The safety car was a common sight at Teretonga, as van Asseldonk (behind) racked up two wins.
Photo: Toyota Racing Series/Bruce Jenkins
If the opening races of the Toyota Racing Series this weekend were anything to go by, then we’ll be in for a highly eventful 2012. We look back at the Teretonga event…
Before the race weekend got underway it was tricky to tell who was going to be the quickest man out there, with a number of international drivers arriving in New Zealand to take on the locals. A total of seven test sessions were held between Wednesday and Friday – from which it appeared that Austrian Lucas Auer – the reigning JK Racing Asia Series champion – was the fastest.
He backed this up in a wet qualifying session on Saturday by claiming pole position. Both Britain’s Jordan King and Ferrari protege Raffaele Marciello came within 0.15 seconds of Auer, while Josh Hill was less than three tenths off pole in fourth place.
Despite it supposedly being summer in New Zealand, the weather was far from sunny all weekend. A rain shower hit at the start of the first race on Saturday, which caught Auer out just three corners into the opening lap. He spun out of the lead, and was then collected by Marciello. Both were out of the race, and the red flags cam out.
It was Hill who led at the restart ahead of his Formula Renault UK rival Jordan King. Hannes van Asseldonk joined in to make it a three-way battle for the lead, but with a lack of space for all of them into Turn 1 Hill’s front wing clipped King’s front-right tyre and punctured it. Unable to get around the next corner, King took Van Asseldonk with him off the track and both were unable to rejoin.
With the safety car back out, the race reached the finish while the debris was still being cleared. Hill became our first race winner of 2012, ahead of Kiwis Damon Leitch (who was apparently named after Josh’s world champion father) and Jono Lester. Nathanael Berthon put in a fine performance to finish fourth. The Frenchman had only arrived in New Zealand that very morning (due to other commitments) and had missed out on all of the testing. As a result he’d qualified down in 16th, but made his way through the field despite the lack of racing laps amidst the stoppages.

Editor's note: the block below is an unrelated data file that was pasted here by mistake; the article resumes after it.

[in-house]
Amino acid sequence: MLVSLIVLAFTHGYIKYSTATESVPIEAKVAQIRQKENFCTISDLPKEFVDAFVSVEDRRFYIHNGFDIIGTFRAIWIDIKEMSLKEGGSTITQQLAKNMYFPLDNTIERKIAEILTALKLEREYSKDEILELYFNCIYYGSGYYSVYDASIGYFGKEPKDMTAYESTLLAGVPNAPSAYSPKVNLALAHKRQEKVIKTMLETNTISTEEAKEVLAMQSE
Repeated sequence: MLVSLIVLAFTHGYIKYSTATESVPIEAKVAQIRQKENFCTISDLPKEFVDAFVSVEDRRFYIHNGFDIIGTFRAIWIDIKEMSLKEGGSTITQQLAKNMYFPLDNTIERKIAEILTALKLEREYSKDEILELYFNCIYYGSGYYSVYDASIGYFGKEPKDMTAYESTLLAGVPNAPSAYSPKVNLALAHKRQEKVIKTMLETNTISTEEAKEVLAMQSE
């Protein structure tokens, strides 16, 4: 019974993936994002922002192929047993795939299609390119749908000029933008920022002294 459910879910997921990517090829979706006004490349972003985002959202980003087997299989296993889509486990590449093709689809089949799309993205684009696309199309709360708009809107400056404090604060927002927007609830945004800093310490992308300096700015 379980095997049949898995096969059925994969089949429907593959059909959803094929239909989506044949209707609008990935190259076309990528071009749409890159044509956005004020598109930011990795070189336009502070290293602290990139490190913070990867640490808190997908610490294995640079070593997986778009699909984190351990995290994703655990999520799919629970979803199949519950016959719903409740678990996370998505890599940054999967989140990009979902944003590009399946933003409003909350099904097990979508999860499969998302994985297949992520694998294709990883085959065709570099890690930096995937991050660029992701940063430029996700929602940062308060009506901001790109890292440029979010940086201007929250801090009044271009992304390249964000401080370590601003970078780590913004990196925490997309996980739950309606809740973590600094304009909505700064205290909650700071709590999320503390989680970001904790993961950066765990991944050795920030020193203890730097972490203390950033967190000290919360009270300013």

Race 2 (using the average of drivers’ two fastest qualifying times) saw Auer on pole again, ahead of King, Hill and van Asseldonk. Auer held onto his lead at the start, but the safety car was soon out on track after Lester went off at the second corner. Another safety car followed soon after when Sheban Siddiqi went off. When the race got back underway once again, Auer managed to repeat his trick from the first race by going off out of the lead. The safety car was back out again, this time with van Asseldonk at the head of the queue.
A few laps after getting underway again King came to a halt out of third place, with Hill running into his compatriot again and breaking his front wing. The safety car made yet another appearance, and with the rain coming down the officials decided to call and early end to the race and declare van Asseldonk as the winner. Nick Cassidy was second ahead of Brazil’s Bruno Bonifacio, Leitch, Marciello and young Indian Shahaan Engineer.
The grid for Race 3 sees the top six finishers from Race 2 reversed. Rain was again present, and although Marciello got the better of poleman Engineer off the line, the latter would but both of them out of the race soon afterwards. Van Asseldonk inherited the lead after starting sixth, and when the rain really began to come down the red flags were out. The race was later restarted, but van Asseldonk spun out of the lead when it did. Fortunately for him the red flags were soon out again and the race was declared – with the Dutchman being awarded the win when the race was counted back a lap or two. Cassidy was second again, with Leitch third.
It is the consistent Leitch who leads the championship standings after the opening round, eight points ahead of pre-season faviourite Cassidy. Van Asseldonk is third, some 31 points off the pace due to his first race retirement, with Hill just a further four points behind in fourth. The field moves onto Timaru for the second round next weekend.
PaddockScout Driver of the Weekend: Damon Leitch – The 19-year-0ld Kiwi certainly wasn’t the quickest driver all weekend, but he did what was needed in the treacherous conditions by staying out of trouble around his local race track. As a result, he’s embarrassed the international racers and sits top of the points.
PaddockScout Index update: He may not lead the way under the TRS points system, but using the standard FIA system with 25 points for a win, Van Asseldonk’s two wins put him top of our new driver ranking system. Leitch is second, with Cassidy third. Click here to see the full rankings.